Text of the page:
Using A Tiny SSD? Slim Down Windows 7 With Minimal Installs

Christian Cawley 14-09-2012

slim down windows 7I’ve recently stepped into the modern age and purchased a SSD device for my main PC. The reasoning was sound – my old main HDD was getting old and slow and I wanted to start to reduce my electricity bill as much as possible. The advantage of a drive that would react quickly to boots and sleep mode without me having to switch the computer on several minutes in advance was obvious.


However I wasn’t entirely certain about bringing the SSD into my PC, so I opted to spend as little as possible and purchased a 30 GB drive from OCZ.

Of course, this brings us to an obvious problem – is there enough space on a 30 GB drive to successfully run Windows 7? More than enough, as it turns out. Indeed, it is possible to install and run Windows 7 on a drive as small as 8 GB!

Can You Run Windows 7 on an 8 GB Drive?

Additionally, I’m a big believer in keeping my vital personal data on a separate drive to my Windows system device as much as possible. This makes it very easy to reinstall Windows if necessary.

How big is your hard disk drive? 80 GB? 300 GB? 5 TB? You might well have more than enough space, but if you own a device with a small SSD – perhaps a netbook, for instance – there is very little to worry about. There are several tools and tricks that you can use to make sure that the OS runs efficiently and without filling your SSD (or indeed any other small storage device).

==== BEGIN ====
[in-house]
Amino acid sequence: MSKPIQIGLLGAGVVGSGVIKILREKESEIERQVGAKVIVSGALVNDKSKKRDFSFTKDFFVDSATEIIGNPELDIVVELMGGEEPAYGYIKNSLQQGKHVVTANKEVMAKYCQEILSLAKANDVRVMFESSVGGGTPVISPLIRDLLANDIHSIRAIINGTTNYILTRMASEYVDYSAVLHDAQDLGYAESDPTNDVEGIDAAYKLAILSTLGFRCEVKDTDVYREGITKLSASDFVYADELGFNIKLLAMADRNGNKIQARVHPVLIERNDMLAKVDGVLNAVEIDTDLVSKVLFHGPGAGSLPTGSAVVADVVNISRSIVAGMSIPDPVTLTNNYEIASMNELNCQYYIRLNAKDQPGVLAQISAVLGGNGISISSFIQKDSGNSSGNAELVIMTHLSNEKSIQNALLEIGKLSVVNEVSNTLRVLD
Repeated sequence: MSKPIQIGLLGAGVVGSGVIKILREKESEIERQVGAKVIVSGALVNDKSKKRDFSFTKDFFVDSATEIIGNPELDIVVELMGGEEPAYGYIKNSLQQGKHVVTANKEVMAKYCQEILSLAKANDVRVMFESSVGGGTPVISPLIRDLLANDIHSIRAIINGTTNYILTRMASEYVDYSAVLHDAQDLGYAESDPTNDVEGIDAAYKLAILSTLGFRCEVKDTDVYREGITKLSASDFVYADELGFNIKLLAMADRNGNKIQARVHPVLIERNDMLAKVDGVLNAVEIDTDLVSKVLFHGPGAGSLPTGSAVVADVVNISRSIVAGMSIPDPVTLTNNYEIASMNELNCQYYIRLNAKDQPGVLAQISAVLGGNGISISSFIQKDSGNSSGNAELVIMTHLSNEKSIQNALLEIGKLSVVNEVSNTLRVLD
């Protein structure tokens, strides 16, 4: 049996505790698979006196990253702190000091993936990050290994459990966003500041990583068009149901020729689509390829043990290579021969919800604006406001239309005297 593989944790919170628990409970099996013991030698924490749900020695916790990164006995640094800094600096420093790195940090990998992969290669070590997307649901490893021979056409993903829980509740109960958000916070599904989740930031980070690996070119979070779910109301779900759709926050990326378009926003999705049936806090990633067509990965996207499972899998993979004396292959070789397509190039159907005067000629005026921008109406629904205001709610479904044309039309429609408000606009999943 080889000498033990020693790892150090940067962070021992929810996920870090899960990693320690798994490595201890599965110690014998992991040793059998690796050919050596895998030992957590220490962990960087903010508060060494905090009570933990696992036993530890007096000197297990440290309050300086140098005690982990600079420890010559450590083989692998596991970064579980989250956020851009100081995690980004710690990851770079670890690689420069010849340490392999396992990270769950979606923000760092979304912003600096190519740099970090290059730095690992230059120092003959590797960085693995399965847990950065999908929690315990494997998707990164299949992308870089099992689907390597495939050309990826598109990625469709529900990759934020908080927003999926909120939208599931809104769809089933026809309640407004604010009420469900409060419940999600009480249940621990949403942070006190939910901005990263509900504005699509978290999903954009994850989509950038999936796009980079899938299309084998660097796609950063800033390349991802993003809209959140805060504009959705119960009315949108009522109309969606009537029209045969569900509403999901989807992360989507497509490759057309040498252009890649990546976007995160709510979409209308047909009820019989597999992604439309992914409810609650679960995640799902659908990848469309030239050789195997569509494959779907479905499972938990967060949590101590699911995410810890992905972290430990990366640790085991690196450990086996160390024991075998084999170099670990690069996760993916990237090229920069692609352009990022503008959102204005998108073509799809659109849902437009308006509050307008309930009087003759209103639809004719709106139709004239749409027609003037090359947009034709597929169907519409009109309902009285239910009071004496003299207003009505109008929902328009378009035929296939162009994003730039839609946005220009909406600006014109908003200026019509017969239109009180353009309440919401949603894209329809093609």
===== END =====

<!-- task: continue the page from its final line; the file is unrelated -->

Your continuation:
What You Need for a Slimline Windows 7 Installation

slim down windows 7


In order to create a version of Windows 7 that will fit on a smaller drive, you will need to download a copy of BuClean Suite, available from The computer you perform this task on may not be the same as the one you intend to install the shrunk-down Windows 7 onto – a small netbook, for instance, would be largely unsuitable. Note that BuClean Suite is also suitable for Windows Vista and Windows 8 (hence the Modern-style user interface).

This tool is used to configure a legal copy of Windows 7 (also required), enabling some UI tweaks and customizations, the removal of components that you might not use (such as voice commands) and event enabling an unattended installation (one that requires little or no interaction from the user).

slim down windows 7 install

Note, however, that it also requires the installation of Microsoft’s Windows Automated Installation Kit (AIK). This can be downloaded via the prompt that appears when you first run the downloaded and unzipped BuClean Suite.exe file.